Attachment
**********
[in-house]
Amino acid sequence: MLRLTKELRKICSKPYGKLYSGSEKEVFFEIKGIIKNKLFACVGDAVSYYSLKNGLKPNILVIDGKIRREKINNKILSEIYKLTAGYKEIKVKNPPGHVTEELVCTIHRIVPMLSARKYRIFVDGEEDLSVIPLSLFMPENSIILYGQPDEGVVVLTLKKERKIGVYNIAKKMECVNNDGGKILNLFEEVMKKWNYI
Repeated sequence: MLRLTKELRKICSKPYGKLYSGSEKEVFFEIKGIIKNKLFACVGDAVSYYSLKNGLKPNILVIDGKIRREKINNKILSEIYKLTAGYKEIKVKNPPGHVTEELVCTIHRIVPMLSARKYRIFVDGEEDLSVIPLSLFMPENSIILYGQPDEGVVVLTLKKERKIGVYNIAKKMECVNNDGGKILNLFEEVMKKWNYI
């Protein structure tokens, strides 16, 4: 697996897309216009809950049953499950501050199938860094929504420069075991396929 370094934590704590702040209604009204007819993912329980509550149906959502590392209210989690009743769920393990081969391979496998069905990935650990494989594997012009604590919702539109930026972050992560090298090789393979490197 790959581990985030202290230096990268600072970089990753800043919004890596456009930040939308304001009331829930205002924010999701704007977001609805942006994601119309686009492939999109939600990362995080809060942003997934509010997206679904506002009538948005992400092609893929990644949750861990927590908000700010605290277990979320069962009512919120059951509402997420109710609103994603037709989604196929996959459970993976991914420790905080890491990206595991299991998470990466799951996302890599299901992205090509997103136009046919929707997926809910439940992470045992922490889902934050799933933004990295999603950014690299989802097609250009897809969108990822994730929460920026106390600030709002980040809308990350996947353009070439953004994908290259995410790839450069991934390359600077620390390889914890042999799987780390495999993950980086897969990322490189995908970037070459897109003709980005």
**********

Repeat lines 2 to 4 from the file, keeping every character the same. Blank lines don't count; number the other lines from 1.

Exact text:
Amino acid sequence: MLRLTKELRKICSKPYGKLYSGSEKEVFFEIKGIIKNKLFACVGDAVSYYSLKNGLKPNILVIDGKIRREKINNKILSEIYKLTAGYKEIKVKNPPGHVTEELVCTIHRIVPMLSARKYRIFVDGEEDLSVIPLSLFMPENSIILYGQPDEGVVVLTLKKERKIGVYNIAKKMECVNNDGGKILNLFEEVMKKWNYI
Repeated sequence: MLRLTKELRKICSKPYGKLYSGSEKEVFFEIKGIIKNKLFACVGDAVSYYSLKNGLKPNILVIDGKIRREKINNKILSEIYKLTAGYKEIKVKNPPGHVTEELVCTIHRIVPMLSARKYRIFVDGEEDLSVIPLSLFMPENSIILYGQPDEGVVVLTLKKERKIGVYNIAKKMECVNNDGGKILNLFEEVMKKWNYI
């Protein structure tokens, strides 16, 4: 697996897309216009809950049953499950501050199938860094929504420069075991396929 370094934590704590702040209604009204007819993912329980509550149906959502590392209210989690009743769920393990081969391979496998069905990935650990494989594997012009604590919702539109930026972050992560090298090789393979490197 790959581990985030202290230096990268600072970089990753800043919004890596456009930040939308304001009331829930205002924010999701704007977001609805942006994601119309686009492939999109939600990362995080809060942003997934509010997206679904506002009538948005992400092609893929990644949750861990927590908000700010605290277990979320069962009512919120059951509402997420109710609103994603037709989604196929996959459970993976991914420790905080890491990206595991299991998470990466799951996302890599299901992205090509997103136009046919929707997926809910439940992470045992922490889902934050799933933004990295999603950014690299989802097609250009897809969108990822994730929460920026106390600030709002980040809308990350996947353009070439953004994908290259995410790839450069991934390359600077620390390889914890042999799987780390495999993950980086897969990322490189995908970037070459897109003709980005």